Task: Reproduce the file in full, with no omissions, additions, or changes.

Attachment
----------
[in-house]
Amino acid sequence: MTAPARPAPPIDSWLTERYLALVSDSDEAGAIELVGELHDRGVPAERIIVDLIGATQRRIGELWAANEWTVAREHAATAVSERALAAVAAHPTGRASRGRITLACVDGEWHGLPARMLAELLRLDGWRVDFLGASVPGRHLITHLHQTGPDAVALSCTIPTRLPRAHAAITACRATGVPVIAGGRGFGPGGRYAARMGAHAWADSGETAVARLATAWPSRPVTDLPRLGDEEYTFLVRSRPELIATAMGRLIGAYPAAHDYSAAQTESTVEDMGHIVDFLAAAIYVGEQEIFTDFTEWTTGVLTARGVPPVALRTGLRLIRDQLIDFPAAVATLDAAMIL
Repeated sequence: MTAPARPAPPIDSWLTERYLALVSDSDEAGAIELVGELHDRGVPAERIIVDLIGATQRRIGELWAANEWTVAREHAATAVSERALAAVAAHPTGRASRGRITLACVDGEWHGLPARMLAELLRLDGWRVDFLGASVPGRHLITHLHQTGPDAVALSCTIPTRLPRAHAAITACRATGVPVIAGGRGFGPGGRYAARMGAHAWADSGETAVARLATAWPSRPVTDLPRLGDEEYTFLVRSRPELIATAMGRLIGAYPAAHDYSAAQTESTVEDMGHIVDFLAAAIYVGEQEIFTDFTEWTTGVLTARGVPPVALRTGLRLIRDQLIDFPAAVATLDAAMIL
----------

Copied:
[in-house]
Amino acid sequence: MTAPARPAPPIDSWLTERYLALVSDSDEAGAIELVGELHDRGVPAERIIVDLIGATQRRIGELWAANEWTVAREHAATAVSERALAAVAAHPTGRASRGRITLACVDGEWHGLPARMLAELLRLDGWRVDFLGASVPGRHLITHLHQTGPDAVALSCTIPTRLPRAHAAITACRATGVPVIAGGRGFGPGGRYAARMGAHAWADSGETAVARLATAWPSRPVTDLPRLGDEEYTFLVRSRPELIATAMGRLIGAYPAAHDYSAAQTESTVEDMGHIVDFLAAAIYVGEQEIFTDFTEWTTGVLTARGVPPVALRTGLRLIRDQLIDFPAAVATLDAAMIL
Repeated sequence: MTAPARPAPPIDSWLTERYLALVSDSDEAGAIELVGELHDRGVPAERIIVDLIGATQRRIGELWAANEWTVAREHAATAVSERALAAVAAHPTGRASRGRITLACVDGEWHGLPARMLAELLRLDGWRVDFLGASVPGRHLITHLHQTGPDAVALSCTIPTRLPRAHAAITACRATGVPVIAGGRGFGPGGRYAARMGAHAWADSGETAVARLATAWPSRPVTDLPRLGDEEYTFLVRSRPELIATAMGRLIGAYPAAHDYSAAQTESTVEDMGHIVDFLAAAIYVGEQEIFTDFTEWTTGVLTARGVPPVALRTGLRLIRDQLIDFPAAVATLDAAMIL